Yemeni citizens in Hodeida suffer under coalition siege

'The situation is scary': Yemeni citizens in Hodeida suffer under coalition siege
5 min read
02 July, 2018
Analysis: Yemeni civilians continue to bear the brunt of the war, as the conflicting sides 'gear up' for another violent outbreak in the city of Hodeida, writes Jonathan Fenton-Harvey.
People who have been displaced from Hodeidah visit a displacement registration centre in Sanaa [Getty]
The Saudi Arabia and UAE-led operation to seize the Yemeni city of Hodeida has left its inhabitants facing dire circumstances, with life becoming unbearable for those who cannot leave, sources on the ground tell The New Arab.
After three years of war, the Saudi-led coalition and pro-regime forces had gained a foothold in the South-eastern part of Yemen, then setting its sights on Hodeida.

The city has around 600,000 inhabitants and a vital port which imports most of Yemen's goods. Securing the Houthi rebel-held city would give the coalition an upper hand in capturing the capital Sanaa.
With diplomatic failures to secure a Houthi withdrawal from the city, including from the UN Envoy to Yemen Martin Griffiths, the coalition on June 13 pressed forward to capture the city – despite warning that an assault could worsen Yemen's humanitarian crisis.

Read also: Yemen: The fate of Hodeida
Casualty statistics are unclear but reports suggest dozens have been killed.

On Thursday a Houthi artillery attack on Al-Jabali district in Western Hodeida killed at least seven civilians and wounded several others, said an anonymous Yemeni reporter.

While clashes have died down in the last week, seemingly to forge a diplomatic solution, the city is still under siege, and both sides are apparently gearing up for another violent outbreak. Civilians who are not killed or wounded still bear the brunt of the conflict.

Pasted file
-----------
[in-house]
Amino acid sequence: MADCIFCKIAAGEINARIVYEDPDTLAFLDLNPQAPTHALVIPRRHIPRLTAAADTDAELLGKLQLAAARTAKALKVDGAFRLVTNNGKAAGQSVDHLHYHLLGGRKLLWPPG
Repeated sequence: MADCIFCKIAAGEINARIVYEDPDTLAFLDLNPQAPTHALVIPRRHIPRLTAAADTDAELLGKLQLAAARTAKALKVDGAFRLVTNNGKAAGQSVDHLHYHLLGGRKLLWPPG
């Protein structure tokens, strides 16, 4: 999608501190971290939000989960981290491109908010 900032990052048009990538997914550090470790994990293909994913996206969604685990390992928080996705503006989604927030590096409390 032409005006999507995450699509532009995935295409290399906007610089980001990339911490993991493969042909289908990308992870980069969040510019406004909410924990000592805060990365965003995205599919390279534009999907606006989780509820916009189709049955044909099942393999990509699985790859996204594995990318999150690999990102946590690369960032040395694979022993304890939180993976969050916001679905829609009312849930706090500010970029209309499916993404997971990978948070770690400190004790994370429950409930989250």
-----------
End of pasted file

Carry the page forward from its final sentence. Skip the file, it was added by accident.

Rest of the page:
Baseem, a Hodeida resident, told The New Arab of civilian casualties on the ground due to the fighting, which has been intense since the conflict broke out and strikes that have continued in recent days despite attempts to negotiate an end to the battle.

Most of the city is without electricity, with many civilians living in darkness, according to residents. The fighting has damaged several water pipelines, meaning people struggle to find clean water and cholera could spread further. Indiscriminate shelling has destroyed many people's properties.

Countless shops have closed, and other basic services like transportation are not fully functioning. Prices have recently soared further, often up to several hundred percent, with many Hodeida residents being unable to afford essential goods. Civilians try to carry out daily tasks but are severely restricted in their movement.
"The situation is still very scary. Many people have fled Hodeida, and we have reports of others taking refuge in local schools after being displaced," Jolien Veldwijk, Yemen's Deputy Country Director for CARE International, who operate in Yemen, told The New Arab.

"Some have been forced to open their houses to let snipers use their roofs as a base. One of the big hospitals in Hodeida was damaged by a missile."